Want teens to do volunteer work? Make it social.

Half of American teenagers volunteer, largely because their friends do.

Charles Krupa/AP/File
City Year volunteers sing the national anthem outside Faneuil Hall in Boston. The volunteers age 17 to 24 will work in a variety of community-service programs. The best way to encourage teens to volunteer is to make it a way to get together with their friends, a new report suggests.

More than half of American teenagers and young adults volunteered last year, and the best way to enlist this group turns out to be peer pressure: Three quarters of people ages 13 to 22 whose friends volunteer regularly also do so, which is nearly twice the number of those who pursue voluntary activities based on their concern about particular social issues.

Those were the key findings of new research results released today [Oct. 24] by DoSomething.org, a group working to get young people involved in social change.

The study, based on data from 4,363 young people, found that the most common form of support by volunteers was assistance with fundraising. Thirty-eight percent of those in the survey said they helped with solicitations, prompting the study’s authors to conclude: “Young people are a secret weapon. A donation pitch from a passionate teen is way more influential than a cold call or that newsletter you were thinking about sending.”

QUIZ: Are you as well read as the average 10th grader?

The study also found a gender divide in volunteer activities. Boys were more likely to undertake physical activities such as environmental cleanup or working with younger children in sports, while girls were more likely to help the homeless and other needy people or to work with arts groups.

Among other findings from the survey:

• Students in private high schools were 25 percent more likely to volunteer than those in public schools.

• Seventy percent of young people from wealthy families volunteered, compared with 44 percent of those from low-income households.

• Young people who reported sending out frequent text messages were 13 percent more likely to have volunteered last year than those who owned or shared a mobile telephone but did not text regularly, and they were 38 percent more likely to volunteer than those without mobile phones.

• Despite the heavy use of technology by young people, few of those surveyed went online to find volunteer opportunities. Young people were 66 percent more likely to seek volunteer activities by talking to people than by turning to social media or Web sites.

The researchers say the responses to the survey pointed out many ways that nonprofits can do a better job of getting young people to volunteer. Among their suggestions:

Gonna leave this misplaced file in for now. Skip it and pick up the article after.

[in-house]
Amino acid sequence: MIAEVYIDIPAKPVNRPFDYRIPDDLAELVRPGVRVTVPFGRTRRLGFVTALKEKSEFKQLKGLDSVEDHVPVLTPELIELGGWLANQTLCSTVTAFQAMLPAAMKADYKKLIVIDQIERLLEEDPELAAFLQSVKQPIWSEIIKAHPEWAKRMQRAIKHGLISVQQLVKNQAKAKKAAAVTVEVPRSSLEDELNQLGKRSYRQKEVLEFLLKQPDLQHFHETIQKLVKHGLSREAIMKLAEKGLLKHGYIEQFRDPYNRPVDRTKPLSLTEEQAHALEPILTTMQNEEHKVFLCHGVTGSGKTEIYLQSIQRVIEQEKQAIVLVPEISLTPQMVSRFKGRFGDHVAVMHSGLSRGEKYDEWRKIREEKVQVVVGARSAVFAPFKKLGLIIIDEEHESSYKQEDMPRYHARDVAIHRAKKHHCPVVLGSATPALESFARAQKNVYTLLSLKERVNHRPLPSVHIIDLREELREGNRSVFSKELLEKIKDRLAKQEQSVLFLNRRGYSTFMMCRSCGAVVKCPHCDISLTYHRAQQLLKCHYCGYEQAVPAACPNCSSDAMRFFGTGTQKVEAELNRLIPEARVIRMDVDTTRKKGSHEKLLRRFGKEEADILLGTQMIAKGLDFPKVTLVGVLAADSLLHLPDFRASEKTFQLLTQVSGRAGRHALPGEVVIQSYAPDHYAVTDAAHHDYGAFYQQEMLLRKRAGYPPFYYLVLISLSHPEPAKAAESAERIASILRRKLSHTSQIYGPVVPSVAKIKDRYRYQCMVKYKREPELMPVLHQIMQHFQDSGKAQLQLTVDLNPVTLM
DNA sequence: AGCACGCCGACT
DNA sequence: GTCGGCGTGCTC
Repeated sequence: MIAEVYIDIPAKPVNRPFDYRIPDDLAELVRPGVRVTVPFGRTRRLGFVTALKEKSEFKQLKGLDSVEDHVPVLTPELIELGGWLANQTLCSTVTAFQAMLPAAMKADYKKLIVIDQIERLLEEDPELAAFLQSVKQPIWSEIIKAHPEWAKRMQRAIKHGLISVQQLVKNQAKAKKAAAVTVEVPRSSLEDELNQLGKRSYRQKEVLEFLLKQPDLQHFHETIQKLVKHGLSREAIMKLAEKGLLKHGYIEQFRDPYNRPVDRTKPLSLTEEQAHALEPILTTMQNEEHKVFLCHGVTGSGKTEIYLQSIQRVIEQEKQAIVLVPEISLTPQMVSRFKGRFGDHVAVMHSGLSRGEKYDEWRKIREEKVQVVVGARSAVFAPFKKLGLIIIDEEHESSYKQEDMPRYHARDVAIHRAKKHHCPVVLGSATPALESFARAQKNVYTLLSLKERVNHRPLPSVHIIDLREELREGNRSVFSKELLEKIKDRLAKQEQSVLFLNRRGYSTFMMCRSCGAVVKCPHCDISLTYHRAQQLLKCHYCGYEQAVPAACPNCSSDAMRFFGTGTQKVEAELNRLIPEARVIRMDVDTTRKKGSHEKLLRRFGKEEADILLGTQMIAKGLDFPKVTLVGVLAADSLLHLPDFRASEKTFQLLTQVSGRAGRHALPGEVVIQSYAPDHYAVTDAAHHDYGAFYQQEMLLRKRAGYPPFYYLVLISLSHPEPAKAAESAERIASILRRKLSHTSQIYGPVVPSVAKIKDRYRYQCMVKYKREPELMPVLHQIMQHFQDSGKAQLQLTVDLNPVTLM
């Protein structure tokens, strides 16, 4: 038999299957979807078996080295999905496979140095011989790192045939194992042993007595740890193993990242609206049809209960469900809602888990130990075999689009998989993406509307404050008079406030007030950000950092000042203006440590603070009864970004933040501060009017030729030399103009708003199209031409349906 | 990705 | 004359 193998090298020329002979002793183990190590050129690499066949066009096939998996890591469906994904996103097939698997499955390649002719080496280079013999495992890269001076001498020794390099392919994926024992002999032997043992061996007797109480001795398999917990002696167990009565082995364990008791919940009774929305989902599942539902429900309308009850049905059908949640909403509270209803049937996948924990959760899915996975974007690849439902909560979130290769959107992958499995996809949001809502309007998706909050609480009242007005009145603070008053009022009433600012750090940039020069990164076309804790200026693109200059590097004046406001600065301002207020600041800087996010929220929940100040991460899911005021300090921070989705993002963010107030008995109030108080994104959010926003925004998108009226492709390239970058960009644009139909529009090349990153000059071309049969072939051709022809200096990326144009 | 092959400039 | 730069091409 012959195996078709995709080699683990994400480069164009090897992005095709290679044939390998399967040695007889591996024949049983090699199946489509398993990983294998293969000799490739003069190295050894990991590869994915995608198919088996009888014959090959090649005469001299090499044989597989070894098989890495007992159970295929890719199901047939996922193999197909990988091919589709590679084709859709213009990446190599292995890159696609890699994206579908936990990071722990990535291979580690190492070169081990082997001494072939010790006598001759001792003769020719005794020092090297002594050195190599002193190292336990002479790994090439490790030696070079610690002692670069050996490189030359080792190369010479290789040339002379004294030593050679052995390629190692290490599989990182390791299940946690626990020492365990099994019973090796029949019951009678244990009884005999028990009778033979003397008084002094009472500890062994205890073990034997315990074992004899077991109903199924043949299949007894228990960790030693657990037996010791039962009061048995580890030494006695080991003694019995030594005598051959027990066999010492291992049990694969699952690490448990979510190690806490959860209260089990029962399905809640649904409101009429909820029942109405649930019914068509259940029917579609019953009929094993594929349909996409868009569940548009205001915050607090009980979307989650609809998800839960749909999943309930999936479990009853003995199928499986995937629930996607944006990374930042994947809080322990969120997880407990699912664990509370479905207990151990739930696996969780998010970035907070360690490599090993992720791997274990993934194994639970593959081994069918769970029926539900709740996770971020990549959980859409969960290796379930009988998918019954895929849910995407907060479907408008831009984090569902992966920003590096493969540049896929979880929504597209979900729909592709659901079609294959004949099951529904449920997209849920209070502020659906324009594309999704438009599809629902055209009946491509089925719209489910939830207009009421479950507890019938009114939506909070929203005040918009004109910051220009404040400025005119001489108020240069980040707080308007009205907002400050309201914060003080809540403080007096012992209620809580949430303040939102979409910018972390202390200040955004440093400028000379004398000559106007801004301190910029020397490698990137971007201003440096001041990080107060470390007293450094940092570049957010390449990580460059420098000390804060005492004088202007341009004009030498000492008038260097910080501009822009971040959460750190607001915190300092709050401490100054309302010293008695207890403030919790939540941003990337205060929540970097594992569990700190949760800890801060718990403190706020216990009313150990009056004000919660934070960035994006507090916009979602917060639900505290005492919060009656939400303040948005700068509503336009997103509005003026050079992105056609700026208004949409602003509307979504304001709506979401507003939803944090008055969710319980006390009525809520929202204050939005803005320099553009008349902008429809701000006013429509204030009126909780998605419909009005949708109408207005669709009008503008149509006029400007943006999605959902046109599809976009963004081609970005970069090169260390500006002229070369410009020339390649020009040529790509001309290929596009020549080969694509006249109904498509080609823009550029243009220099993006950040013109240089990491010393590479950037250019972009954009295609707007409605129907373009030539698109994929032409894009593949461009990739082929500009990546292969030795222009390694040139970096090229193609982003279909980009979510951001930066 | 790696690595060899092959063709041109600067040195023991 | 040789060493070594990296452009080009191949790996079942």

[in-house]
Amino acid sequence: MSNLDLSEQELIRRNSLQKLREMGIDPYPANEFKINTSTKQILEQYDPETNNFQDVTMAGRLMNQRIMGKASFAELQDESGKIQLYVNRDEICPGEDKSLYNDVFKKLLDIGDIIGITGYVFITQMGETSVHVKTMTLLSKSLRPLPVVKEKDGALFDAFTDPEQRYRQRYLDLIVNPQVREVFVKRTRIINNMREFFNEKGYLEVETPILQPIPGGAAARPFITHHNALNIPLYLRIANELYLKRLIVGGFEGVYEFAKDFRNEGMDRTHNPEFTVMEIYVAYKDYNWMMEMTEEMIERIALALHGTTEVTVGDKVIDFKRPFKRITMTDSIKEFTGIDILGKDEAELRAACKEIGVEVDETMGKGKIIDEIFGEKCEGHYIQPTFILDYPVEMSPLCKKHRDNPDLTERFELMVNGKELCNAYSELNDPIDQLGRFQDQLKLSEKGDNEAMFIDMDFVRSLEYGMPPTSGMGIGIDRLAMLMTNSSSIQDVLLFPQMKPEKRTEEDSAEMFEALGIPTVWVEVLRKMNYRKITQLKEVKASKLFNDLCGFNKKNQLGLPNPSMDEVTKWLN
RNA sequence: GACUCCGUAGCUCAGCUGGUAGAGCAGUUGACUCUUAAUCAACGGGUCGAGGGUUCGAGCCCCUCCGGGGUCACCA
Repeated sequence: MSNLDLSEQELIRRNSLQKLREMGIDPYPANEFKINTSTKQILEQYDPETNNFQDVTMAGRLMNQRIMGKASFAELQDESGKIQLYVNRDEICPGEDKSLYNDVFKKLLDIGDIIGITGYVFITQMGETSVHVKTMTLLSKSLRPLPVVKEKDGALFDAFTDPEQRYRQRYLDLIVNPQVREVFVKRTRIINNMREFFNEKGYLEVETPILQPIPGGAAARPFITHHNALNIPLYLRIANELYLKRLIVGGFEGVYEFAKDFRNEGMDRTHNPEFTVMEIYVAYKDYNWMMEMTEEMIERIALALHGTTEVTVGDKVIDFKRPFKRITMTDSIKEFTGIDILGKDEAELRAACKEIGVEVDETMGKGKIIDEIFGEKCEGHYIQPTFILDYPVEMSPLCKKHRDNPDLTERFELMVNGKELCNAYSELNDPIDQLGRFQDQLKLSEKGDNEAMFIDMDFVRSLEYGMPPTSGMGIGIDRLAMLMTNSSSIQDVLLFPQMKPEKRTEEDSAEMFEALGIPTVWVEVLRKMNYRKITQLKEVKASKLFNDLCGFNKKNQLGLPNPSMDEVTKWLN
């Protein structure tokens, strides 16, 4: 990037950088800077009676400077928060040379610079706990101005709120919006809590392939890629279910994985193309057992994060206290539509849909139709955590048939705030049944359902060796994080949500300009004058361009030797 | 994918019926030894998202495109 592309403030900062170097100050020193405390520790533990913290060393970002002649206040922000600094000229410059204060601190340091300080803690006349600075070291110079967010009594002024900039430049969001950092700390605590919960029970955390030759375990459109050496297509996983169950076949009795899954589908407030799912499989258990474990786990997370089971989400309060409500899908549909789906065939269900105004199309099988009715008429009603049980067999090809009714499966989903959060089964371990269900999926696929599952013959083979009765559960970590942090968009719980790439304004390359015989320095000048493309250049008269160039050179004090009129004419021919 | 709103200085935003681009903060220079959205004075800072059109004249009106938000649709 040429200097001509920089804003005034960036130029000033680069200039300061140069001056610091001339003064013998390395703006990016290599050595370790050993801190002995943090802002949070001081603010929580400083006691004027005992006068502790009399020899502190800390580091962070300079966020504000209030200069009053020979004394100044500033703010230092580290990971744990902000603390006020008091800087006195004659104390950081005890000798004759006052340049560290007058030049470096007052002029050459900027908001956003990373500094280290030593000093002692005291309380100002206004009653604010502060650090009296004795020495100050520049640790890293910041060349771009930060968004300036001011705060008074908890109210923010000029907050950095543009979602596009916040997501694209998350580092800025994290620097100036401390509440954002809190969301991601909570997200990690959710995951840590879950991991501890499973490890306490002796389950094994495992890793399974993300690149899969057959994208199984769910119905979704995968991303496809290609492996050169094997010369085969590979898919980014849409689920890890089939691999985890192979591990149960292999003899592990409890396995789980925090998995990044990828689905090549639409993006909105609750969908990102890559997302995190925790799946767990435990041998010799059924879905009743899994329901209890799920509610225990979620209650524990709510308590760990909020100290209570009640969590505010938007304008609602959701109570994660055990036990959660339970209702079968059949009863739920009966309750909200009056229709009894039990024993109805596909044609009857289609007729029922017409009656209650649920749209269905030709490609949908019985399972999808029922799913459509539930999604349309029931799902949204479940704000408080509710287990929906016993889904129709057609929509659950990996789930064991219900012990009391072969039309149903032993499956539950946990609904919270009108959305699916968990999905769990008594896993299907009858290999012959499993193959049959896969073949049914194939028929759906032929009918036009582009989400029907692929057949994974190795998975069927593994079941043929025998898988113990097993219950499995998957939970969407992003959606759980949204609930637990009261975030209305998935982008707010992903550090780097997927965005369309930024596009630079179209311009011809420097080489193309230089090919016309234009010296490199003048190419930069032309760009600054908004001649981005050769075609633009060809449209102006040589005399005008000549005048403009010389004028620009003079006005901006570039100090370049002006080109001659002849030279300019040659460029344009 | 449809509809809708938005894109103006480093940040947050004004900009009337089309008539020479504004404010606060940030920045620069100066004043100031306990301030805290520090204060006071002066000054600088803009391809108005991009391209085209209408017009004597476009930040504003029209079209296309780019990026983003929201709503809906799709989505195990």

Offer ways to socialize. A top priority for many young people in choosing volunteer activities is having a chance to interact with friends, especially those of the opposite sex. “Think of volunteering like a high-school party,” the researchers write. “Volunteering, like everything else, is about blending in, making friends, and having a good time.”

Make volunteer jobs accessible. Proximity to home ranks second of the reasons why young people choose the volunteer activities they do. The researchers advise charities to provide volunteer activities close to home, but not in the home.

Offer one-time or brief activities. Many young people are pressed for time, so offer them tasks that can be completed quickly. “Teens often decide to go last minute, avoid showing up early and almost never stay til the end,” the researchers write. “Being first or last isn’t cool.”

Provide volunteer jobs in familiar settings. In recruiting young people, keep in mind the extracurricular activities they already pursue. Those on sports teams, for example, are more likely to want to help younger kids in recreational programs, while those who play musical instruments are probably more interested in working with arts or other cultural groups.

Focus on providing direct help to people. Hunger and homelessness are issues that many young people care about, the survey found. They tend to be more interested in helping people or animals in need than in volunteering for causes that do not have such direct or personal benefits, the survey found. In practice, that means they’re likely to regard an activity like sending messages to troops overseas as more important than installing energy-efficient light bulbs.

Minimize the focus on young volunteers. At a time of life when many young people are self-conscious, they often prefer to remain anonymous or help from a distance when volunteering, the researchers write. “In the mobile age, they’re more accustomed to anonymity.”

Offer volunteer jobs with benefits. For high-school students, the No. 1 concern about the future is getting into college and paying for it, the survey found. That worry was a bigger concern than getting a good job, having enough money, the environment, crime rates, personal health, or dying. Volunteer activities that can help give young people an edge in college admissions or provide similar incentives will be highly attractive to them, the researchers write.

This article originally appeared at The Chronicle of Philanthropy.

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